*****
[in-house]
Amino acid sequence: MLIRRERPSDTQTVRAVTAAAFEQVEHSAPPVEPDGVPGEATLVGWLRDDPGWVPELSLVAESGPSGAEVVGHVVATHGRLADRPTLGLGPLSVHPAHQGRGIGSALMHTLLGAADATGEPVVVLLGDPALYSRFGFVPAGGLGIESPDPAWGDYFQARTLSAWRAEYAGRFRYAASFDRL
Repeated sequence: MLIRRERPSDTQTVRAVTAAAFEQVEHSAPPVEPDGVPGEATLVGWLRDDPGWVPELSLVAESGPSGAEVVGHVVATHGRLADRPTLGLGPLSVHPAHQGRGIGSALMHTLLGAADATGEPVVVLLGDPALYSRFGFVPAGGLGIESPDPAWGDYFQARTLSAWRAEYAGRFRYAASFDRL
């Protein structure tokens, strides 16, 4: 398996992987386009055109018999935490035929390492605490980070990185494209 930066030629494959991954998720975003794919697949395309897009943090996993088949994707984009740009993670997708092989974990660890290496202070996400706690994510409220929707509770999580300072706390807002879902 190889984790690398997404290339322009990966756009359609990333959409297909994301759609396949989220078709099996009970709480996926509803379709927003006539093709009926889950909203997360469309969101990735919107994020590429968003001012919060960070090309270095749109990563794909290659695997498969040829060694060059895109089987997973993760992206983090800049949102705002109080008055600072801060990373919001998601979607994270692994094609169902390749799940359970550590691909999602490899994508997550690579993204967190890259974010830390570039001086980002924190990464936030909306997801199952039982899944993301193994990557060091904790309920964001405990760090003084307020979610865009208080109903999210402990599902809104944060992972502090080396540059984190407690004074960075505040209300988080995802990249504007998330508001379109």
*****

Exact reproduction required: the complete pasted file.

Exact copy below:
[in-house]
Amino acid sequence: MLIRRERPSDTQTVRAVTAAAFEQVEHSAPPVEPDGVPGEATLVGWLRDDPGWVPELSLVAESGPSGAEVVGHVVATHGRLADRPTLGLGPLSVHPAHQGRGIGSALMHTLLGAADATGEPVVVLLGDPALYSRFGFVPAGGLGIESPDPAWGDYFQARTLSAWRAEYAGRFRYAASFDRL
Repeated sequence: MLIRRERPSDTQTVRAVTAAAFEQVEHSAPPVEPDGVPGEATLVGWLRDDPGWVPELSLVAESGPSGAEVVGHVVATHGRLADRPTLGLGPLSVHPAHQGRGIGSALMHTLLGAADATGEPVVVLLGDPALYSRFGFVPAGGLGIESPDPAWGDYFQARTLSAWRAEYAGRFRYAASFDRL
């Protein structure tokens, strides 16, 4: 398996992987386009055109018999935490035929390492605490980070990185494209 930066030629494959991954998720975003794919697949395309897009943090996993088949994707984009740009993670997708092989974990660890290496202070996400706690994510409220929707509770999580300072706390807002879902 190889984790690398997404290339322009990966756009359609990333959409297909994301759609396949989220078709099996009970709480996926509803379709927003006539093709009926889950909203997360469309969101990735919107994020590429968003001012919060960070090309270095749109990563794909290659695997498969040829060694060059895109089987997973993760992206983090800049949102705002109080008055600072801060990373919001998601979607994270692994094609169902390749799940359970550590691909999602490899994508997550690579993204967190890259974010830390570039001086980002924190990464936030909306997801199952039982899944993301193994990557060091904790309920964001405990760090003084307020979610865009208080109903999210402990599902809104944060992972502090080396540059984190407690004074960075505040209300988080995802990249504007998330508001379109």